A new look at the Ice Age War that raged on the edge of the Sahara 13,000 years ago

A new look at the Ice Age War that raged on the edge of the Sahara 13,000 years ago


21st century technology has revealed dozens of previously undetected arrow impact injuries on the bones of victims of the world’s oldest known organised conflict.



For much of the Sudan’s history it has been plagued by conflict, and it seems that the region was a prehistoric war zone too.

In 1964 the UNESCO High Dam Salvage Project, which aimed to rescue archaeological sites in the path of the Aswan Dam, uncovered an ancient cemetary at Jebel Sahaba on the banks of the River Nile in northern Sudan.  They uncovered 59 bodies and numerous other fragmented remains which were determined to be around 13,000 to 14,000 years old.

There were 24 females and 19 males over nineteen years of age, as well as 13 children ranging in age from infancy to fifteen years old.  The age and sex of 3 additional bodies could not be determined due to damage.  Around 40% of them had died of violent wounds caused by pointed stone projectiles found in their remains, suggesting attacks by spears or arrows.

The skull of one of the victims
The skull of one of the victims

Over the past two years anthropologists from Bordeaux University have re-examined the skeletons with modern technology and discovered dozens of previously undetected arrow impact marks and flint arrow head fragments on and around the bones of the victims.  The wounds are mainly located around the sternum, abdomen, back, and skull (through the lower jaw or neck).  The lack of signs of natural healing in the bones indicate that the attacks were usually fatal, except in the case of one male with a healed forearm fracture most likely sustained by raising his arm to defend himself during a particular battle. The attacks took place over many months or years.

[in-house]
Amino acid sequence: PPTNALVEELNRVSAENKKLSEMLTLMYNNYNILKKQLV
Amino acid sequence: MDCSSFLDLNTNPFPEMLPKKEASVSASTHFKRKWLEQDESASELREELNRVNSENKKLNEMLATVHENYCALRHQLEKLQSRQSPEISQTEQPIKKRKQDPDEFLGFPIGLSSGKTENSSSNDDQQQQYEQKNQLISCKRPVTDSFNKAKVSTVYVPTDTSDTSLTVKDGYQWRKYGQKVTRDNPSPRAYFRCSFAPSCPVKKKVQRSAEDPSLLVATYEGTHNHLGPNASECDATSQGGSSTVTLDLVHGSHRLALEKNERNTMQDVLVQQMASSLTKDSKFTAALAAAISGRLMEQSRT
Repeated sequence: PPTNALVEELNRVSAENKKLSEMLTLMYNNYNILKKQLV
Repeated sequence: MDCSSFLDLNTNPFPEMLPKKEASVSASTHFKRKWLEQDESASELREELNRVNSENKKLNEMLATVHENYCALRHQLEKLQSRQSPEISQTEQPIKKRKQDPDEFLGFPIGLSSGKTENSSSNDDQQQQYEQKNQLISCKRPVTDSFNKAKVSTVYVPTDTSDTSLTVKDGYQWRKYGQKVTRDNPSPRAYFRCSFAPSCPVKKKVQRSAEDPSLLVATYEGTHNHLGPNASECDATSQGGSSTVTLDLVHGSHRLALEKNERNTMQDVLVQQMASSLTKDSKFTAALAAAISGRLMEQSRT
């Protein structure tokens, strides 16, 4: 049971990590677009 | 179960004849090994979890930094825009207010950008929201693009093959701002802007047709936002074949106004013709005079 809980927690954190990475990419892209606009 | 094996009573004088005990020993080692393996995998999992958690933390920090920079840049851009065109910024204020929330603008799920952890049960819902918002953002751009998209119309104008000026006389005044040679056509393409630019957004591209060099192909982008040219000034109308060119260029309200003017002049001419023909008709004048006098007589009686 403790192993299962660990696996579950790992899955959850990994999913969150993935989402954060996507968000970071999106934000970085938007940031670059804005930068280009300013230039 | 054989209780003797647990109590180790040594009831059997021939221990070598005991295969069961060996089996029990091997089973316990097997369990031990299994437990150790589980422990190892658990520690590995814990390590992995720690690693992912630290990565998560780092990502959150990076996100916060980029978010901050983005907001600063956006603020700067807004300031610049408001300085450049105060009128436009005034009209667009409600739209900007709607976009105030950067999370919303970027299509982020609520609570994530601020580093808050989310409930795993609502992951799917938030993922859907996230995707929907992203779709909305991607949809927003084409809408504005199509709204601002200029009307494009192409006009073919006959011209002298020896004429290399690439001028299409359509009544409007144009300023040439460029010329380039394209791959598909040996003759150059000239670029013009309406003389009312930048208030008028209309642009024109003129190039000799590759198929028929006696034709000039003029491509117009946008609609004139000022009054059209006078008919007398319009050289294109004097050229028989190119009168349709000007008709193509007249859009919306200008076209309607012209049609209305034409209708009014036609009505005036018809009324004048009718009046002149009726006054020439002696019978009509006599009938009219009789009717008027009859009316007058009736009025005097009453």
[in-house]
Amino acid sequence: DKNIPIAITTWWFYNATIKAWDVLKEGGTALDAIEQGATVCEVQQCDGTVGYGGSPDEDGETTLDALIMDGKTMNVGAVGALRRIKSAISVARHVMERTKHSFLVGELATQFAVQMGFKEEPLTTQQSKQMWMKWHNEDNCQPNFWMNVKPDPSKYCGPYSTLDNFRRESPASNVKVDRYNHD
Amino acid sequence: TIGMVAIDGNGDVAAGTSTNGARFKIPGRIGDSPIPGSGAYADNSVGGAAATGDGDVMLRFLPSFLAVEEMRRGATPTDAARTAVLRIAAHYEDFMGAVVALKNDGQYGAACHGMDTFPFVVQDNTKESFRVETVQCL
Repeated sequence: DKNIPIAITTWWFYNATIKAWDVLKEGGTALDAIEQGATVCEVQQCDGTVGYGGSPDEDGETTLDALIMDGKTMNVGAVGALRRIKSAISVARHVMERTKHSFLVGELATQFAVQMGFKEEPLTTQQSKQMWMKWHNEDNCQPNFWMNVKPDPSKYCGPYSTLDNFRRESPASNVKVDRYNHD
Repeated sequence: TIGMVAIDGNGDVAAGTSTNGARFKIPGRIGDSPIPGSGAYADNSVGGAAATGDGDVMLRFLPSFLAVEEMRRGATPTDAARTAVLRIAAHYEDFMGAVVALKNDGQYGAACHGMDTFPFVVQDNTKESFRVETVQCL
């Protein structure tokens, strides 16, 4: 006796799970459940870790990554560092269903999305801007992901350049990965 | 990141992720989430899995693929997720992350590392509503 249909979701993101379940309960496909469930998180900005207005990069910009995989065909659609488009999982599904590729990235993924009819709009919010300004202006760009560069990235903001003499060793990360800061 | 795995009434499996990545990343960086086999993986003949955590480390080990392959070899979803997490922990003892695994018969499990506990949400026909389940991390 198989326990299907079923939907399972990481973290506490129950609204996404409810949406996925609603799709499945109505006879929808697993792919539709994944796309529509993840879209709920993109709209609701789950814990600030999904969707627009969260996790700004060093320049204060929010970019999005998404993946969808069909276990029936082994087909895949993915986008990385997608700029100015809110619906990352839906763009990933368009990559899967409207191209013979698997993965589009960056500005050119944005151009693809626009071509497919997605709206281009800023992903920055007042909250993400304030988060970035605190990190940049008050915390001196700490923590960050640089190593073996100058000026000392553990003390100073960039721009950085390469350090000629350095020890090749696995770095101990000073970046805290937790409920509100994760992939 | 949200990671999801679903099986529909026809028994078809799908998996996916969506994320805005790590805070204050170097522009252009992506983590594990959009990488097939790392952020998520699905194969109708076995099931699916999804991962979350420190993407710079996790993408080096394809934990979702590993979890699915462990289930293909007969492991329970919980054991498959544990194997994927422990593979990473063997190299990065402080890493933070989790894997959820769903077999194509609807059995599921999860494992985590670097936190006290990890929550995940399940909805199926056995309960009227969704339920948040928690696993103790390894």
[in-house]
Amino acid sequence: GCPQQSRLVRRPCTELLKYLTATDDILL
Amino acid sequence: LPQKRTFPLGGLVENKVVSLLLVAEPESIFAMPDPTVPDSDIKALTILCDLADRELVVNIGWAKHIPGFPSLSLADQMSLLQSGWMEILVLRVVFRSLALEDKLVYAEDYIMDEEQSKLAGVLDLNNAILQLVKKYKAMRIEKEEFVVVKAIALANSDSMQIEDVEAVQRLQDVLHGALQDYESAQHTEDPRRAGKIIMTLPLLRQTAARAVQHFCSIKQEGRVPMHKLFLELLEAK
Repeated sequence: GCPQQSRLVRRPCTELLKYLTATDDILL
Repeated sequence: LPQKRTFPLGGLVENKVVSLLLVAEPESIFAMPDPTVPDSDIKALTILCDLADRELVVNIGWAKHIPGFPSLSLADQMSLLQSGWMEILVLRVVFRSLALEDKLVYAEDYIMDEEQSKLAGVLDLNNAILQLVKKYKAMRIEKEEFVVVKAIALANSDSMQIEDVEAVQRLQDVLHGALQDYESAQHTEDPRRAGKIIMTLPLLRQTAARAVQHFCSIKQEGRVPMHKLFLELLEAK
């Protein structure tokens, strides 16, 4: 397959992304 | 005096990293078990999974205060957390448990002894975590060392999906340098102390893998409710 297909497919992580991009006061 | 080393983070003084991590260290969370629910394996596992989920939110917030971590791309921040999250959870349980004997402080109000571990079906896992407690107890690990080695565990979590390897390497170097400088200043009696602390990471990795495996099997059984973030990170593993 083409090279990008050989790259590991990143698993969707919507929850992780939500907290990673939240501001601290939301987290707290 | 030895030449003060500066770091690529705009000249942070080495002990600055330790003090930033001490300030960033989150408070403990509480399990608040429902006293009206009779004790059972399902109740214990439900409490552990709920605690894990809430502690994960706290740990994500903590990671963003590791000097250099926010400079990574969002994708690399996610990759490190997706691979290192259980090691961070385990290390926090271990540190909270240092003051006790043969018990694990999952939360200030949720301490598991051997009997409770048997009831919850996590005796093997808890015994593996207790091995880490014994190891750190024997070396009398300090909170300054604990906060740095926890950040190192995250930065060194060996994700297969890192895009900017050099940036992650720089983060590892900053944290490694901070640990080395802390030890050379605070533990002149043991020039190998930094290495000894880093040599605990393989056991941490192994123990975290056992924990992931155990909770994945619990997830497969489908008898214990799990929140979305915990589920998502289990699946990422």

They died at the start of a 1,300 year period of cold climatic conditions known as the Younger Dryas, thought to have been caused by the collapse of the North American ice sheets.  The Younger Dryas interrupted the general Ice Age thaw and saw a rapid return to glacial conditions in the Northern Hemisphere and drought across the globe.  In North Africa, human populations migrated to the only major year-round source of water still available – the River Nile – setting the battleground for finite resources.

Parallel research by scientists at Liverpool John Moores University, the University of Alaska and New Orleans’ Tulane University has indicated that the victims were part of the original population of sub-Saharan Africa and the ancestors of modern Black Africans.  They were characterised by their long limbs, relatively short torsos, projecting upper and lower jaws, rounded foreheads and broad noses.

It has been speculated that they met their demise at the hands of a North African/ Levantine/European population originating from around the Mediterranean Basin.  The remains of these people, characterised by their shorter limbs, longer torsos and flatter faces, have been found 200 miles south of Jebel Sahaba, so they were also ‘operating in the area’.

The difference in their physical appearance, as well as probable cultural and linguistic differences, has led to even wilder media speculation that the conflict could represent the ‘world’s first race war’.

 

Jebel Sahaba

Source: British Museum



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Posted by Abroad in the Yard on Friday, 14 August 2015